Eventually, each of them became jaded and disillusioned by their hometown. Not necessarily because of critics or the harshness of the lifestyle or anything as trite and expected as all that, but by the scene itself. Each genre of performance made stifling and cannibalistic by the very people within it, the very same people who were meant to make it as open and nurturing as possible for younger aspiring talent. They leave no room for budding artists in a forest blanketed by their own egos. So that younger talent, made cynical by their very own roots, drift off to other cities, clutching their dreams a little closer to their chest now but holding onto them all the same.

Rapper/Actor/Playwright Jihad Milhelm was just one of those talents. His reasoning for leaving the city was because of a lack of opportunity and an inability to make a living. “There just wasn’t enough opportunity to feasibly make a living doing it that didn’t include waiting for an ensemble member of CATCO to retire. I feel like if I were just rapping I would have stayed.

The professional acting scene is largely what drove me out.”

Jihad Milhem performing in K: The Rise and Fall of the New York Club Kids via Facebook

Jihad has moved around to various cities in order to carve a creative niche for himself but he seems to have found a place within the Denver, Colorado arts community. He’s written a play that’s planned to be produced by Fearless Theatre next winter. It’s entitled ‘Mosque’ and tells the story of a Jordanian Muslim immigrant father and his first-generation American son. The play explores the intricacies of family and personal identity, all the while set against the backdrop of New York City during the 2010 Ground Zero/Mosque controversy.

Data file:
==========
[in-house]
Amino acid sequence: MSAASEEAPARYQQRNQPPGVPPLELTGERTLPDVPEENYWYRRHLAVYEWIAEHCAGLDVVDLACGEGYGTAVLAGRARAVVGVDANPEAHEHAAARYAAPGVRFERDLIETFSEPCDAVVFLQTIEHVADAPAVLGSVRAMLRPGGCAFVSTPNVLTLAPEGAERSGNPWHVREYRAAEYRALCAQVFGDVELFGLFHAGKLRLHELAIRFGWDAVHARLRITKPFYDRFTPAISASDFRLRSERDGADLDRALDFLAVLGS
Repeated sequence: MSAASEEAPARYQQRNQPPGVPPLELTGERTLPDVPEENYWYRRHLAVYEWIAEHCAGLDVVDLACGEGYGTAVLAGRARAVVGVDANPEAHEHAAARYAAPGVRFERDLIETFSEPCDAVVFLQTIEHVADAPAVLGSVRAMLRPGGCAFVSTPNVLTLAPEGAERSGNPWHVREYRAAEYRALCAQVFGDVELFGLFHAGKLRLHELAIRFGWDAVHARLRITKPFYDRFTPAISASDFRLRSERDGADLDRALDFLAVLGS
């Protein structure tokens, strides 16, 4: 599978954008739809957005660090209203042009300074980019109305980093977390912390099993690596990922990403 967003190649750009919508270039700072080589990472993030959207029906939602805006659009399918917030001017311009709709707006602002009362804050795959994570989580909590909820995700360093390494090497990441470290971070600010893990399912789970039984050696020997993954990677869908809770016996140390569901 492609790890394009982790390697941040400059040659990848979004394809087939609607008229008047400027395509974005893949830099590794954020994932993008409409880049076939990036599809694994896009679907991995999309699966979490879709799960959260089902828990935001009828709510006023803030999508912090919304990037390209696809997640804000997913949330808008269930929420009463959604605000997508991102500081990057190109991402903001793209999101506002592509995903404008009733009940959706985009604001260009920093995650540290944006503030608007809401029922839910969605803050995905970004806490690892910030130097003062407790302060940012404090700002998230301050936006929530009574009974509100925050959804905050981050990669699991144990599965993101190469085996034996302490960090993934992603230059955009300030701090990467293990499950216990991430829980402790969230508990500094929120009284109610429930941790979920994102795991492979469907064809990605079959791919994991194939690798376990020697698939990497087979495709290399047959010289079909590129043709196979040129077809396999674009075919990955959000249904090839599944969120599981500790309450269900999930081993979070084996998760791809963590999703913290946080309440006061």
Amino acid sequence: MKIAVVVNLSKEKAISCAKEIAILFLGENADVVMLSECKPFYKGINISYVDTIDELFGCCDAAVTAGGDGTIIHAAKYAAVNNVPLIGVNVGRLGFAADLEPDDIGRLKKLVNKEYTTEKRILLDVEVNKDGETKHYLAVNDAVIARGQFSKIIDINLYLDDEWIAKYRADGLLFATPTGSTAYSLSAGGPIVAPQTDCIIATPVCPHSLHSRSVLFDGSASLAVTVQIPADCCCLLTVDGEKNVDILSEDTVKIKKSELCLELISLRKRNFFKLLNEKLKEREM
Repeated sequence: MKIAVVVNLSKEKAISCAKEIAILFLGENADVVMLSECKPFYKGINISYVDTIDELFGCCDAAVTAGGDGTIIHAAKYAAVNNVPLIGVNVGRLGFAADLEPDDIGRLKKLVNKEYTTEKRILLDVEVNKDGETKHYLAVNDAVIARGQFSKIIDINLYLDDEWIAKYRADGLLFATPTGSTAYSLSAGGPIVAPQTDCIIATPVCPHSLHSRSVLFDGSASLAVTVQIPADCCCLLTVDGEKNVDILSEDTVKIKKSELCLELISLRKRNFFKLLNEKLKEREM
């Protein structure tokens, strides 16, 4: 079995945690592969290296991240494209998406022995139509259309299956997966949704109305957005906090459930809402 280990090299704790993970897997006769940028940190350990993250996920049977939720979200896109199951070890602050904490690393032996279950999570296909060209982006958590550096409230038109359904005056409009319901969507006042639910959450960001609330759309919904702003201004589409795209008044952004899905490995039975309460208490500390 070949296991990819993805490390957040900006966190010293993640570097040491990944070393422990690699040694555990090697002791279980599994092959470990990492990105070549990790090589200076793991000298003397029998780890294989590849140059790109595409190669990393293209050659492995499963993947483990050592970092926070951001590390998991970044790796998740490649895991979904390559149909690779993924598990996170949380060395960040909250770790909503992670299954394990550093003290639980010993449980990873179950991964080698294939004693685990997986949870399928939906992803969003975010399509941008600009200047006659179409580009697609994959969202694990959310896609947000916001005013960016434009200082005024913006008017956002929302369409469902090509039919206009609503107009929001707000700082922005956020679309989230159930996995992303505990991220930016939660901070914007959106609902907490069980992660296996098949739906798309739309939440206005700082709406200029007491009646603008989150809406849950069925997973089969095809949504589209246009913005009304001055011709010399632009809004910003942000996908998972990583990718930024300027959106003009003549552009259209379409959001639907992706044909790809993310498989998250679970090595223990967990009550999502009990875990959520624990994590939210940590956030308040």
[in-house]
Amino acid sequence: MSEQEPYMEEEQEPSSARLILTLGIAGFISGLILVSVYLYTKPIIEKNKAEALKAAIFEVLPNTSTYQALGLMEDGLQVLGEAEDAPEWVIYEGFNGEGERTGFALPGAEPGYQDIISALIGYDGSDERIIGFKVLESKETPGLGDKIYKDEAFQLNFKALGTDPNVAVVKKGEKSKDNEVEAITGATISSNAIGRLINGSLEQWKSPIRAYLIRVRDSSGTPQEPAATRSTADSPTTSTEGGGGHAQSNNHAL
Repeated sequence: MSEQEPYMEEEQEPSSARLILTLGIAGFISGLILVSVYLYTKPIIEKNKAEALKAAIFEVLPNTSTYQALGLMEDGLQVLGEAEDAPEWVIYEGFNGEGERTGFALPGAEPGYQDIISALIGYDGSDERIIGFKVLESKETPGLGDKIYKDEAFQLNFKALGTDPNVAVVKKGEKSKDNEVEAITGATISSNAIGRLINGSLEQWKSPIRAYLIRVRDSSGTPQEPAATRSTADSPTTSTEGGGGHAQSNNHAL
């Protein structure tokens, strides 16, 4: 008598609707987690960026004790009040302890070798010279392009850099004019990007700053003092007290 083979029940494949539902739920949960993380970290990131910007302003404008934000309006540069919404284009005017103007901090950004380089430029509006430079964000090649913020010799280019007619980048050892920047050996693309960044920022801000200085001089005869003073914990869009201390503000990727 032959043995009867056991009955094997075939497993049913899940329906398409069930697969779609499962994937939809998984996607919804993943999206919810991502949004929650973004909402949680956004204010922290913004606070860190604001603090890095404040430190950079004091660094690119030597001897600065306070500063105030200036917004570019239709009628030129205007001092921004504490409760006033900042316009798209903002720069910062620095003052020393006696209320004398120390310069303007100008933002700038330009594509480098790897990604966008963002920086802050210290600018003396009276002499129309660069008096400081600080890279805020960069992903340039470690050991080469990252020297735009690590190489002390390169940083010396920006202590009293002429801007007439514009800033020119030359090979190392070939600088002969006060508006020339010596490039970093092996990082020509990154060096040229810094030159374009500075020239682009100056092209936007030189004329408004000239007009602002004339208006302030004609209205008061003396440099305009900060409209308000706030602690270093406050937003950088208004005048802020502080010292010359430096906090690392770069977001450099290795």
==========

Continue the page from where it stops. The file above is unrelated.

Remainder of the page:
Still, others disagree wholeheartedly. Artist and thinker Marcus P. Blackwell believes that the art scene may have been like that in the past but at present isn’t just flourishing into its own but thriving. “I’ve lived in Columbus long enough to watch its arts scene evolve into the inclusive, diverse scene it keeps dreaming it could be. It used to be far more exclusive and far more elitist. Gatekeepers and doors and secret passwords and such.”

He doesn’t see the use in comparing Columbus creatives to their Chicago, New York, or L.A. counterparts. The city’s own identity is one that’s been developing over the years and he feels like it has just about ripened into its own.